Michael Brandy, Deseret News
Left to right: Officers Derek Christensen, Gary Trost and head coach Fred Ross talk to their West High boys basketball team at West High on Dec. 29, 2001.
My kids wouldn’t have a mother if it were not for him, and I wouldn’t have a wife. —Dave Lund on Gary Trost

PROVO — You couldn't miss him.

His 6-foot-10 frame towered above the crowd on the concourse of Vivint Arena as he walked in his gray security garb. Again, during a skirmish between players during a Jazz game, Gary Trost is a can’t-miss guy right there by the bench, protecting personnel and providing security.

A former Granite High and BYU center, Trost has had a lifetime of saving the day, and seeing him during an NBA game on TV doing his job reminded me of a story he told me more than 20 years ago. He was a student-athlete, newly married and on vacation in Idaho. It was the day he helped save a Las Vegas family from their burning SUV.

It remains one of the more remarkable stories I’ve come across in my newspaper career.

It was 6:09 p.m., in August 1992 on Highway 20 just outside Ashton, Idaho, when Dave and Sheryl Lund and their family entered a Twilight Zone of sorts. Unconscious and helpless in the passenger seat of a 1979 Suburban, Dave learned a few hours later he’d nearly lost his wife and likely other members of his family if not for a 6-10 Eagle Scout who’d made it his life mission to help others.

The Lund family had just fueled up in Idaho Falls. A Las Vegas pharmacist, Dave and his 17-year-old son Dan, were in the front seat with Sheryl, who was driving. Daughters Holly, 7; Jessica, 9; Heather, 14; and Melissa, 18 were in the back seats. It was a Yellowstone vacation trip. All but Sheryl and one of the girls were asleep.

A 3-ton potato truck, driven by a 17-year-old, swerved in front of the Lund vehicle, making a turn to a side road. The Lund SUV was going 50 miles per hour and Sheryl was standing on the brake pedal. The resulting head-on collision crumpled the front of the Lunds' car, shoving the engine block toward the firewall of the cab. The shock absorbers penetrated the firewall. The impact squeezed the passenger compartment, trapping Sheryl. The steering wheel was pushed 10 inches from the front seat, breaking her ribs and pelvis. Her right heel was shattered and her left upper and lower leg broken. She was fully conscious.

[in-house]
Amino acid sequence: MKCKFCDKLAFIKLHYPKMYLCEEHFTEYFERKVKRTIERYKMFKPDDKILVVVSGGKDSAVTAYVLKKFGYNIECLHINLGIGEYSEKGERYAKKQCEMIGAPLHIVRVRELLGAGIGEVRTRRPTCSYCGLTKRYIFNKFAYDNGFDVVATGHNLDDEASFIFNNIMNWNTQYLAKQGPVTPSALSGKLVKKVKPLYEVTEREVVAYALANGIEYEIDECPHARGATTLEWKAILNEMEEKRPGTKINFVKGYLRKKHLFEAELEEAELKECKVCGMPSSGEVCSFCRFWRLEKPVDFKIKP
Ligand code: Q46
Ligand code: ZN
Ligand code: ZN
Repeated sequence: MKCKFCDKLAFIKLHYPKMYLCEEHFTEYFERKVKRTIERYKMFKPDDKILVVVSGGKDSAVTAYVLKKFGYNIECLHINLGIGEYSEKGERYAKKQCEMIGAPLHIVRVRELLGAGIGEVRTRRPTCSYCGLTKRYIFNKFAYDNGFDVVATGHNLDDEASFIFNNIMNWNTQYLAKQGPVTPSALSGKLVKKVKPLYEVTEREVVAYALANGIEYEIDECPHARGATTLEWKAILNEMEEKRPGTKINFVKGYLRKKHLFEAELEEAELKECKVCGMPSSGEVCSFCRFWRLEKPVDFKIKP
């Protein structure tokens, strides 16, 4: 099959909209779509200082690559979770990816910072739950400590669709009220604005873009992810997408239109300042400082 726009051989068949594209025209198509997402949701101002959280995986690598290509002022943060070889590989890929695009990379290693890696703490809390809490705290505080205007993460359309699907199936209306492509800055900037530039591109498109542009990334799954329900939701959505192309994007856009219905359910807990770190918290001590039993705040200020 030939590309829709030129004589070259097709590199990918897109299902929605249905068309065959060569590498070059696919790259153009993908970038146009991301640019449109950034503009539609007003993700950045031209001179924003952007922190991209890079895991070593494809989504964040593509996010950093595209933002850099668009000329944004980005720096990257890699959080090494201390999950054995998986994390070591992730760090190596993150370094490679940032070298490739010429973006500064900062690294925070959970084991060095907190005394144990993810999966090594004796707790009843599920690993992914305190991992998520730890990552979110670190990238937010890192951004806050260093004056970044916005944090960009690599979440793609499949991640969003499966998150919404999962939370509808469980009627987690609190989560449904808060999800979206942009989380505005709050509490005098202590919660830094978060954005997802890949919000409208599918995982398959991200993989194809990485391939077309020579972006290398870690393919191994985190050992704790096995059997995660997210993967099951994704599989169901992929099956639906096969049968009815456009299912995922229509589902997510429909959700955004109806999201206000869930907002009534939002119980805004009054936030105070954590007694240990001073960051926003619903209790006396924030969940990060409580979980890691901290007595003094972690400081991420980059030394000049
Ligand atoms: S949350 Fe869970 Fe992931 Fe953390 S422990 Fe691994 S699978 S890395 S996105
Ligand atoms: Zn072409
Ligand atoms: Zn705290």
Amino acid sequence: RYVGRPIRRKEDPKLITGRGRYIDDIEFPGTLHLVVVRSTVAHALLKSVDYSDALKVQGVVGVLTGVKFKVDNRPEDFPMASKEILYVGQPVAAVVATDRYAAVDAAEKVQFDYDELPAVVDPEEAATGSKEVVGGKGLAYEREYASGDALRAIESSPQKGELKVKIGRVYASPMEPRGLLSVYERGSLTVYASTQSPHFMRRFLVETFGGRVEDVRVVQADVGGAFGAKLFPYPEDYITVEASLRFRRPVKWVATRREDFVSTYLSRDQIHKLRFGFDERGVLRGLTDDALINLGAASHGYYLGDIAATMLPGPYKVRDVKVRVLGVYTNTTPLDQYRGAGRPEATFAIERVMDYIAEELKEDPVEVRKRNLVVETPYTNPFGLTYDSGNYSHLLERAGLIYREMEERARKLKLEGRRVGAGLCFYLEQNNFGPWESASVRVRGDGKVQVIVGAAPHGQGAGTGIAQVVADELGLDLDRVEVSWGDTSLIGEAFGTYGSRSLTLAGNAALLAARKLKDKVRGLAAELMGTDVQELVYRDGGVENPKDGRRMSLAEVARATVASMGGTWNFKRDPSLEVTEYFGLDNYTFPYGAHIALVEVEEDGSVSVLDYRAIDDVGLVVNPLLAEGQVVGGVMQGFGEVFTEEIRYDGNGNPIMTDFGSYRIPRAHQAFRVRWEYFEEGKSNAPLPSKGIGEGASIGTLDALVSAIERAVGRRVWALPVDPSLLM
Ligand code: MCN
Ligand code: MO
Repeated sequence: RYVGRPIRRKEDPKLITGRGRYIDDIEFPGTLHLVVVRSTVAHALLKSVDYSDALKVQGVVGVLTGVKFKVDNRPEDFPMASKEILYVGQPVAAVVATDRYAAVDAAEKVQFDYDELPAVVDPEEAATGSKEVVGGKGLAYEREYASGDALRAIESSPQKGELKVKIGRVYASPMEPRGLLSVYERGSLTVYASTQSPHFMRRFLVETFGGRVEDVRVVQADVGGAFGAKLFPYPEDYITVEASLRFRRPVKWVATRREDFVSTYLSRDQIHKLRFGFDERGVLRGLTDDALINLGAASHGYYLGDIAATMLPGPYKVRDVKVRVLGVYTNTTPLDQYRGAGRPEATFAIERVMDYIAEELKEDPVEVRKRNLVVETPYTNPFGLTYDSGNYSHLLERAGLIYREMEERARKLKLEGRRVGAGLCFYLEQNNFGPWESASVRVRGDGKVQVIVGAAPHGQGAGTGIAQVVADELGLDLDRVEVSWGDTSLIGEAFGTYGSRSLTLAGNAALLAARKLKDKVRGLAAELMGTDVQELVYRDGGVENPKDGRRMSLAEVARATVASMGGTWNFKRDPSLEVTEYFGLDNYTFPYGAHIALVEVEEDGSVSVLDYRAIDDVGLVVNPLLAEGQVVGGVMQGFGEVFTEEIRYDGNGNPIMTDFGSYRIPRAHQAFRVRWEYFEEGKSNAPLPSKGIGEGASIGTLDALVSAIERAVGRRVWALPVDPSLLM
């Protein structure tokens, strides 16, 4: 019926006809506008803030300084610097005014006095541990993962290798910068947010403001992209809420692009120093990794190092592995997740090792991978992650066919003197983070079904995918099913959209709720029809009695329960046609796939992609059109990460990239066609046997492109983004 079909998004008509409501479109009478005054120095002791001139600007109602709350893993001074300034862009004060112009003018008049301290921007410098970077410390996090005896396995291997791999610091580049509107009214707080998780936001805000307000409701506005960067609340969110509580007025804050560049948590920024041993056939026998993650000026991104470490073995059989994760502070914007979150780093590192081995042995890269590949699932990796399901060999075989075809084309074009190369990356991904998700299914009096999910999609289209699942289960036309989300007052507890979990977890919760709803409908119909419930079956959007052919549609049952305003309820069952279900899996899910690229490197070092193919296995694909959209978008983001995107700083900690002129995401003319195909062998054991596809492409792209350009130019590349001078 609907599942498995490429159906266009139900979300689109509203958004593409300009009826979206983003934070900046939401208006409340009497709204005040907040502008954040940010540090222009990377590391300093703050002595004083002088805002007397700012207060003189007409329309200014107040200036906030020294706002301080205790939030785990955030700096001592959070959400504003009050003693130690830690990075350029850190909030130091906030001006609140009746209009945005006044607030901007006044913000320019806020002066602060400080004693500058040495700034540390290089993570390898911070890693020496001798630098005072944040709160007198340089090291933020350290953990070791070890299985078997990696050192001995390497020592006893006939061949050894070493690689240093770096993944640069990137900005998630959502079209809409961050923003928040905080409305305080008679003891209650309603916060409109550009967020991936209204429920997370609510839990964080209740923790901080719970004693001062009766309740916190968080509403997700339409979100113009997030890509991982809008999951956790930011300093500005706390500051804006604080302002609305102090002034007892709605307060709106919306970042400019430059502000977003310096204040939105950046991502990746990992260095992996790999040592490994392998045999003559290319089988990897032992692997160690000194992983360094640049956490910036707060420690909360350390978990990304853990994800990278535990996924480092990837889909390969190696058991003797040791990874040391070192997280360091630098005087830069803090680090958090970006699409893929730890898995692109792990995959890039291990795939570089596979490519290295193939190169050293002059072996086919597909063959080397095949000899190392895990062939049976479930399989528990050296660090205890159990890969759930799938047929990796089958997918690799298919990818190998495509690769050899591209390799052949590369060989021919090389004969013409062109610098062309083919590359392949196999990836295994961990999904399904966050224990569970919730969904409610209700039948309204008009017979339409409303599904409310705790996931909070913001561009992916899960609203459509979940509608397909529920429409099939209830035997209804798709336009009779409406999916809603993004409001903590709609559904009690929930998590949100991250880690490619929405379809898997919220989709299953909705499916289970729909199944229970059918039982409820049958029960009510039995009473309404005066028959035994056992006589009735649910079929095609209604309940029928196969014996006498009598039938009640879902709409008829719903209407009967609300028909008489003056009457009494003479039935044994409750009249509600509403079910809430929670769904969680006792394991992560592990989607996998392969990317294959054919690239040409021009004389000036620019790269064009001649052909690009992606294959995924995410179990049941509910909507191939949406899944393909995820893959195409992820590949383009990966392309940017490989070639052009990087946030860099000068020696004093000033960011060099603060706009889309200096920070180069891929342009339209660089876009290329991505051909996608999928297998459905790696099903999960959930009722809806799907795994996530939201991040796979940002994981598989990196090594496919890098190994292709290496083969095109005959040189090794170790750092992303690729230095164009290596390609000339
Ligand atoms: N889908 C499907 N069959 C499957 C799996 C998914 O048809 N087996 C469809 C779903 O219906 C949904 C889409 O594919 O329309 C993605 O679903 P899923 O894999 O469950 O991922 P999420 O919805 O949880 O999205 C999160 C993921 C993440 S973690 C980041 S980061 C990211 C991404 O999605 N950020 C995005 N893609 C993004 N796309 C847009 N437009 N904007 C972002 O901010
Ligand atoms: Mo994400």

Dave, who was not buckled in, was thrown against the dashboard, knocking him unconscious, breaking four ribs and his hip, injuries that would later require a plate and 14 screws during surgery.

Holly was unhurt. Jessica suffered a lacerated head and eye. Blood gushed from the wound. Melissa was thrown so hard against the front seat she broke her leg just above the ankle. Heather had a serious wound above her eyebrow that punctured her cranium and she was bleeding profusely. Her coma lasted four days. Daniel was thrown against the dash, his legs tangled against the gas pedal, dislocating his hip.

The SUV was on fire. Temperatures rose as the flames flickered upward.

Trost and his wife Sheri were passengers in a vehicle driven by David Clark, Sheri’s brother. They miraculously came upon the scene just 10 seconds after the collision where the Lund vehicle was off the road in a lava field. The Trosts had just been riding horses and were on their way to see a big bull, traveling a road they ordinarily would never have taken.

Clark pulled over by the Lunds' SUV. Gary got out with Sheri, a registered nurse. Merlin Hansen, who was operating a combine nearby, rushed over, and motorist Brian Loosli also stopped to render assistance.

“I approached the vehicle and it was eerie and quiet,” said Trost. “Then I heard a sickening moan. I saw the heads of the girls in the back seat and my heart sank through my stomach.”